For some time, my favorite of these was John Wiernicki’s War in the Shadow of Auschwitz. Many of Pilecki’s experiences in the camps run in tandem to reminiscences described by the Polish-English historian Józef Garliński in his memoir The Survival of Love: Memoirs of a Resistance Officer, which describes his war days as a Polish intelligence officer who marries his Irish girlfriend the day before mobilizing for the front and who is then arrested by the Gestapo. Garliński’s story is intimately interwoven with Pilecki’s, as he was the first one to find the manuscript of the Pilecki report stashed away in a Polish archive in London after the war. Garliński then used it as the backbone of his groundbreaking history of the minutiae of organized camp resistance—the 1975 best-seller Fighting Auschwitz, now out of print. Jarek Garliński, the historian’s son, has now completed his father’s work by translating the Pilecki report into English for publication by Aquila Polonica, a British-American boutique publishing house that specializes in bringing obscure and tasty Polish curios to the Anglophone world.
Fighting Auschwitz deployed Pilecki’s story as a framing device for telling the tale of Polish resistance within the camp. It introduced to the Polish and to the free world an undeniably romantic figure who walked of his own free will into a German roundup bound for Auschwitz. The book begins rather rapturously:
… early morning of September 1940, when a man came out of a small building in a residential district of Northern Warsaw and briskly set out towards the centre of the city. … His name was Witold Pilecki; he was an officer of the 13th regiment of Uhlans. In his pocket he had a skillfully forged identity card in the name of Tomasz Serafiński; it had been made for a reserve officer who had escaped capture after the capitulation of Warsaw and who for some time had hidden in the flat which Pilecki subsequently lived in. Serafiński had left an insurance card behind him and the new lodger began to use it. Later other papers were forged to match it. … The idea was so daring that it was hard to accept at first. It was only after much insistence on Pilecki’s part, when it was evident that he was really prepared to carry through his plans, that his commander accepted the proposal.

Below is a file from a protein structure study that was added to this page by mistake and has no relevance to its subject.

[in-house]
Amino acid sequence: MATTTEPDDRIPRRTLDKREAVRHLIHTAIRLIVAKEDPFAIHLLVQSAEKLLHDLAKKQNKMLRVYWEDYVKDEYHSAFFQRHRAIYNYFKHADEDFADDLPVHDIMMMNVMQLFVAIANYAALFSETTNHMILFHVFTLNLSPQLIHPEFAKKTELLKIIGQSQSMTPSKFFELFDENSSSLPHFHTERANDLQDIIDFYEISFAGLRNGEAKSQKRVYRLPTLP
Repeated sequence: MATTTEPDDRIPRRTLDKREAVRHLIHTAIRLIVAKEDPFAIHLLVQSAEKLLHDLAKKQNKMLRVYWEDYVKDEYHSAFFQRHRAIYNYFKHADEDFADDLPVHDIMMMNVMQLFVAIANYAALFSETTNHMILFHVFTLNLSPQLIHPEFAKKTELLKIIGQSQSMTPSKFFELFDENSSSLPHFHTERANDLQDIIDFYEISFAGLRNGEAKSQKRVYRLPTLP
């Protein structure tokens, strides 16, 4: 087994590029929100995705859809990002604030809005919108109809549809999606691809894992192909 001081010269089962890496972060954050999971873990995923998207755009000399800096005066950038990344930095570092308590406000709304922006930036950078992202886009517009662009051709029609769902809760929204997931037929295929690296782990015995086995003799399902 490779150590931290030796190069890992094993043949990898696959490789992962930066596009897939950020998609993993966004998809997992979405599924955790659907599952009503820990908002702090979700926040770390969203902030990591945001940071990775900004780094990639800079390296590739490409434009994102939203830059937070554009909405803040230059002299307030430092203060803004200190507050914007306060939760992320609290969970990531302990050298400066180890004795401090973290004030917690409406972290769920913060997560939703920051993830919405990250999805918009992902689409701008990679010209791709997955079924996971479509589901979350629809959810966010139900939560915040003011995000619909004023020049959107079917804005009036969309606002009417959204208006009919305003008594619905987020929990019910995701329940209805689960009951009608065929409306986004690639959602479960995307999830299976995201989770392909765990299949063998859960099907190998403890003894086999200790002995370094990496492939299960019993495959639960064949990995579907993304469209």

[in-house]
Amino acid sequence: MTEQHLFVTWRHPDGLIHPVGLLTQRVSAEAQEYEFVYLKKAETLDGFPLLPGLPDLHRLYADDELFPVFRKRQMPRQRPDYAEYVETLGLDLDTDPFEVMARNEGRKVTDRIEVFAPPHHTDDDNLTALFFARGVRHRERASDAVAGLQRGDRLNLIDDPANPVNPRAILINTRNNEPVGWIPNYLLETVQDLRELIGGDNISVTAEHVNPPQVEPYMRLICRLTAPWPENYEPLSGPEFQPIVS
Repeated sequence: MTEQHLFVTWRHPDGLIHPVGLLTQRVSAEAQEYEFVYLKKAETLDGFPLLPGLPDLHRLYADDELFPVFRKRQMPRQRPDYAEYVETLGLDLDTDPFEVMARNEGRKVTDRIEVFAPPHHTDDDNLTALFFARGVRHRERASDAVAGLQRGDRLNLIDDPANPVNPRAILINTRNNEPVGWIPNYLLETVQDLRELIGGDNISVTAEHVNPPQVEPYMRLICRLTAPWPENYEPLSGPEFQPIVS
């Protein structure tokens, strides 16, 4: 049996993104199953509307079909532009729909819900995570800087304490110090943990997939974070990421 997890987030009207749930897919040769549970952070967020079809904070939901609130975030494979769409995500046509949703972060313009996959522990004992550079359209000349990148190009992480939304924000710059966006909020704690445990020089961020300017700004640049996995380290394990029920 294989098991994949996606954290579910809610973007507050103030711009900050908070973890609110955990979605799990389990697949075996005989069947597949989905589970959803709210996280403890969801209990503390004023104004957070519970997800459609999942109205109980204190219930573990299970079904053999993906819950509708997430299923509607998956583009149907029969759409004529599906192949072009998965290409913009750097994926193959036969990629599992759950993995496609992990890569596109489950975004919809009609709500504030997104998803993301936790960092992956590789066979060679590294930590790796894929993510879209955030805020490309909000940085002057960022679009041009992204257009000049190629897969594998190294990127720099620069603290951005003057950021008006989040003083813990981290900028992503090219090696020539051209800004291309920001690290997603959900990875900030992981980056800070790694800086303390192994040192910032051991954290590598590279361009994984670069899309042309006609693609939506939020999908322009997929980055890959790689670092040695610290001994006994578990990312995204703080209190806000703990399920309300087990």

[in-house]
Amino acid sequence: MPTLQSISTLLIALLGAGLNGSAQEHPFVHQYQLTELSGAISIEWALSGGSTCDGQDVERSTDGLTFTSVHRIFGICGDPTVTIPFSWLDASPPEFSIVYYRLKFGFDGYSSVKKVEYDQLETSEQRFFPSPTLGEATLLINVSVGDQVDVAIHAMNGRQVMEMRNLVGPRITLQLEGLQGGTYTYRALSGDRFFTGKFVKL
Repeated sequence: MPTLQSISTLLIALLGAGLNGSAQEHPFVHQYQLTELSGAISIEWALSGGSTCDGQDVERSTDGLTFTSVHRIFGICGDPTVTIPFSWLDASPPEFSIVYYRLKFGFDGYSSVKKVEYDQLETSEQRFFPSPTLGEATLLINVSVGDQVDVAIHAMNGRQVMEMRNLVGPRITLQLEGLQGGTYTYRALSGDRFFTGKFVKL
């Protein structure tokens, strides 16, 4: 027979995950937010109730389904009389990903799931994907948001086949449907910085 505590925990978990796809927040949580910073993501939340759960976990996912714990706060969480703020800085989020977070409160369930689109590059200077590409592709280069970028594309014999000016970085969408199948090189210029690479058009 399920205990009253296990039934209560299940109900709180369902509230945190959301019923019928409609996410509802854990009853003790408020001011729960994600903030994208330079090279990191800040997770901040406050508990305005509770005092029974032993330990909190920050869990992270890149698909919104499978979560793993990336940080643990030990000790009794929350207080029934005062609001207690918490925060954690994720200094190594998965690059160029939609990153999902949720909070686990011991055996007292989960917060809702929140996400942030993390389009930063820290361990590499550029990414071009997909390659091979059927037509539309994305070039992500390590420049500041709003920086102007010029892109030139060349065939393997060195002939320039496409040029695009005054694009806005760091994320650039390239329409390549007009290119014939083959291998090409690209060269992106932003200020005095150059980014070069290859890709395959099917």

Later, Garliński ruminated on the captain’s state of mind after his capture:
Now, when the first part of the plan had been realized, when he lay stiffening in discomfort on the wet sawdust, he could once again reflect on his intentions and think over the whole enterprise. He was still in Warsaw, only yards away from friends and freedom, but the heavy hand of the occupiers, which he had himself sought, pinned him to the ground. He no longer had any choice; already around him panted and groaned the men who would shortly become his fellow camp-mates and would, in all probability, leave their bones there. Had he done the right thing; would he have the strength of body and mind to survive; would he have the energy to fulfill his task? Two days later, after a few men had been released, the remainder were taken to Auschwitz.
Pilecki was included in one of the first groups of Polish prisoners shipped to Auschwitz, along with the future Foreign Minister of Poland Wladyslaw Bartoszewski, whose memoir of the war years was recently published in Poland. Thus, Pilecki was processed and transmogrified into prisoner No. 4859.